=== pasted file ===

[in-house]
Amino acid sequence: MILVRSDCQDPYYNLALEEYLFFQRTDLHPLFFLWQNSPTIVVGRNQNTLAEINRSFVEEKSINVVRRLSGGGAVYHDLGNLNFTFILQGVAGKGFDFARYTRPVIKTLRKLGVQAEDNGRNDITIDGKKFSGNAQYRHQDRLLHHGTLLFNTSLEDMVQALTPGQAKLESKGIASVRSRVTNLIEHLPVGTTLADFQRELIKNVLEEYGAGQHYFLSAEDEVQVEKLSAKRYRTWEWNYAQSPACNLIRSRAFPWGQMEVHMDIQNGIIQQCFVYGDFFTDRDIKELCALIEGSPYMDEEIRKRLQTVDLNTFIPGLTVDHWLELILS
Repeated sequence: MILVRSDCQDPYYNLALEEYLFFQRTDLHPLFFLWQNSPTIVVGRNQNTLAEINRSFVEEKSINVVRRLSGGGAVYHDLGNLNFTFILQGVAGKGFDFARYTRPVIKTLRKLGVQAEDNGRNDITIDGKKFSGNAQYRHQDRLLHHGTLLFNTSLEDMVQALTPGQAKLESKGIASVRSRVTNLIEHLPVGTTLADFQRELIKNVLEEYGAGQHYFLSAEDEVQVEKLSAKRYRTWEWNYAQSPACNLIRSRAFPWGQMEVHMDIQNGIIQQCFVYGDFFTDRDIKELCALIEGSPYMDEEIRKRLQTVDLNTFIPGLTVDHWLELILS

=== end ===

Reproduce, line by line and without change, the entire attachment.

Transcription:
[in-house]
Amino acid sequence: MILVRSDCQDPYYNLALEEYLFFQRTDLHPLFFLWQNSPTIVVGRNQNTLAEINRSFVEEKSINVVRRLSGGGAVYHDLGNLNFTFILQGVAGKGFDFARYTRPVIKTLRKLGVQAEDNGRNDITIDGKKFSGNAQYRHQDRLLHHGTLLFNTSLEDMVQALTPGQAKLESKGIASVRSRVTNLIEHLPVGTTLADFQRELIKNVLEEYGAGQHYFLSAEDEVQVEKLSAKRYRTWEWNYAQSPACNLIRSRAFPWGQMEVHMDIQNGIIQQCFVYGDFFTDRDIKELCALIEGSPYMDEEIRKRLQTVDLNTFIPGLTVDHWLELILS
Repeated sequence: MILVRSDCQDPYYNLALEEYLFFQRTDLHPLFFLWQNSPTIVVGRNQNTLAEINRSFVEEKSINVVRRLSGGGAVYHDLGNLNFTFILQGVAGKGFDFARYTRPVIKTLRKLGVQAEDNGRNDITIDGKKFSGNAQYRHQDRLLHHGTLLFNTSLEDMVQALTPGQAKLESKGIASVRSRVTNLIEHLPVGTTLADFQRELIKNVLEEYGAGQHYFLSAEDEVQVEKLSAKRYRTWEWNYAQSPACNLIRSRAFPWGQMEVHMDIQNGIIQQCFVYGDFFTDRDIKELCALIEGSPYMDEEIRKRLQTVDLNTFIPGLTVDHWLELILS